Regrets? We’ve all had a few. But AT&T CEO Randall Stephenson said his big whoopsie was offering an unlimited data package for AT&T customers.
“My only regret was how we introduced pricing … Thirty dollars, and you get all you can eat,” he said at the Milken Institute’s Global Conference. “Every additional megabyte you use in this network, I have to invest capital.”
The additional megabytes started to pinch AT&T a bit more as iPhone users grew in number and in data usage. Also, those customers’ iMessage capabilities undercut the carrier’s text messaging business, a fact that didn’t go unnoticed by the CEO.
AT&T’s subsequent tap-dancing around the unlimited data issue was nothing short of a media-fueled consumer firestorm.
It all started about two years ago, when the company killed unlimited data plans for new customers. The carrier started offering tiered data plans: DataPlus, a $15-per-month plan that offers 200MB of data; and DataPro, a $25-per-month plan that provides 2GB of data. DataPlus users who went over their monthly data allotment had to pay $15 for another 200MB of data, and DataPro users had to pay $10 for another 1GB of data. Simple, right?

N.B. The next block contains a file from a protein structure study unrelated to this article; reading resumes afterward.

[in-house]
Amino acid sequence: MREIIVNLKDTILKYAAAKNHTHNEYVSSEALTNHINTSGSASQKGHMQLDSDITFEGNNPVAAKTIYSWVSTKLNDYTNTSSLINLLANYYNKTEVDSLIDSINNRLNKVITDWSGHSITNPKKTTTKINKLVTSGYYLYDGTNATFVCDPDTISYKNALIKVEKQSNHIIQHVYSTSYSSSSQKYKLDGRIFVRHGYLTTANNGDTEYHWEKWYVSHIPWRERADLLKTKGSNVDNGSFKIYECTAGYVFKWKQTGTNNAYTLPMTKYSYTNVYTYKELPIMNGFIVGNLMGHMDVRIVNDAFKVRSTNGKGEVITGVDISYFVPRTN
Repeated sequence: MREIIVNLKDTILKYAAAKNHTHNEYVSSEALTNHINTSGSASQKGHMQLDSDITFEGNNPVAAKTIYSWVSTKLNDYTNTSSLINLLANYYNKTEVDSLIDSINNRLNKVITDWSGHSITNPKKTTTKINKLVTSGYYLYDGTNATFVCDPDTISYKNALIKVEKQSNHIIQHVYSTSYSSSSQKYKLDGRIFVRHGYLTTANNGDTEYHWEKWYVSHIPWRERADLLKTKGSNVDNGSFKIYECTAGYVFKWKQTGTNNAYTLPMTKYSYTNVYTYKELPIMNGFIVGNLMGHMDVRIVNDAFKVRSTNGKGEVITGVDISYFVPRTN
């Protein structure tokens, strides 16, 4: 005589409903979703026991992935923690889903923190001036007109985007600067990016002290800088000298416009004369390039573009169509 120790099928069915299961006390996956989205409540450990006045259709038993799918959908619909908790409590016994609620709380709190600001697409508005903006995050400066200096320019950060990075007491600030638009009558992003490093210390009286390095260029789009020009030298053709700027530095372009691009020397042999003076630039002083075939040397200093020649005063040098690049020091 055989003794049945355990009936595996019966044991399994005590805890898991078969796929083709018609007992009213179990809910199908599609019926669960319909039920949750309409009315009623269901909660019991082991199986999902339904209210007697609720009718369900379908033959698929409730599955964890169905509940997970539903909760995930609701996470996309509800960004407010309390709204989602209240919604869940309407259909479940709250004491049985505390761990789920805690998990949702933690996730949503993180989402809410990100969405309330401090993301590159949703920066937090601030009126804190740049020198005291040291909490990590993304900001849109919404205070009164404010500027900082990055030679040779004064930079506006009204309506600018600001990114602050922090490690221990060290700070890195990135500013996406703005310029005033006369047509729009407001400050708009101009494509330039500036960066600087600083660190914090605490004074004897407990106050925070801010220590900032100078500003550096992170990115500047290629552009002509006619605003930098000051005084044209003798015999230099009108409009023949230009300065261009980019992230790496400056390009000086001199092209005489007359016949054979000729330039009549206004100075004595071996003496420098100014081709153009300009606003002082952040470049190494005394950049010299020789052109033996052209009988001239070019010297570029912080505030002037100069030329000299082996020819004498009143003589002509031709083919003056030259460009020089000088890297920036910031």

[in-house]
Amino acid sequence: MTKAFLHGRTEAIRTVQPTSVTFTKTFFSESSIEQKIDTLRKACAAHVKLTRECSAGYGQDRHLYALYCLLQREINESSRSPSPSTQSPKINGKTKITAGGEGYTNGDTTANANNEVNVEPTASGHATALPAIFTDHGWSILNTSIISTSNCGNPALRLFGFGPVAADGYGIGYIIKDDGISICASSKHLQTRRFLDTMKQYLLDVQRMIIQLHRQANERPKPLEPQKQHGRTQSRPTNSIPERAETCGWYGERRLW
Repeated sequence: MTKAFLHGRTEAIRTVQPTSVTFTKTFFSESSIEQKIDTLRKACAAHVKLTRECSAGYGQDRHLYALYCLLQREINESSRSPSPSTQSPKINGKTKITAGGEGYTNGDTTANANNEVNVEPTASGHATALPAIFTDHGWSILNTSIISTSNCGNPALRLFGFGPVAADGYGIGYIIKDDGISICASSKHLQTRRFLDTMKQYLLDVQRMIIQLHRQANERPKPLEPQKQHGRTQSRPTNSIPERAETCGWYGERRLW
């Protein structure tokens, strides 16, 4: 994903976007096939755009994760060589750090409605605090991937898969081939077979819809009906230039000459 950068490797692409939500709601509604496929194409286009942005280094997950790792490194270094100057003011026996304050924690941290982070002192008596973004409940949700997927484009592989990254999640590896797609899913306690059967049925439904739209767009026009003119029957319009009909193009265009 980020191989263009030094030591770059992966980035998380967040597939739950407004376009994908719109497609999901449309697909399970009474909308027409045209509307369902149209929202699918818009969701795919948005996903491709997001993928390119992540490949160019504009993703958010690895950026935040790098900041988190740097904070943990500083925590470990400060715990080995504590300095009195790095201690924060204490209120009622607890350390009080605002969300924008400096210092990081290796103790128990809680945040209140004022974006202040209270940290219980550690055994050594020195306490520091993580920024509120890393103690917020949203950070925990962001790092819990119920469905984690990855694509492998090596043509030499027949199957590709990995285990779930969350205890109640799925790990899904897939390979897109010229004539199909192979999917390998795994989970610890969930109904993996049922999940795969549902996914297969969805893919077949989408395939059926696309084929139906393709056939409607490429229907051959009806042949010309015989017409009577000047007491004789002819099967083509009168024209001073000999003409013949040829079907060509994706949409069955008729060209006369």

The prices got bumped up at the beginning of this year, and the company also made new allowances for hotspots and tethering.
But even after the price hike, heavy users were seeing slowdowns. The carrier was throttling data service for the top 5 percent of heavy data users in a given geographical area for each month. Due to widespread public outcry, AT&T slightly changed its position.
Now, you can use up to 3 gigabytes during your billing cycle before you get throttled — 5GB if you’re a 4G LTE user. The company doesn’t currently offer an unlimited data plan for smartphones.
“You lie awake at night worrying about what is that which will disrupt your business model,” the CEO told the conference audience. Apparently, mobile data disrupted AT&T more than anyone could have guessed.
via The New York Times’ Bits blog; pop top image via hyku/Flickr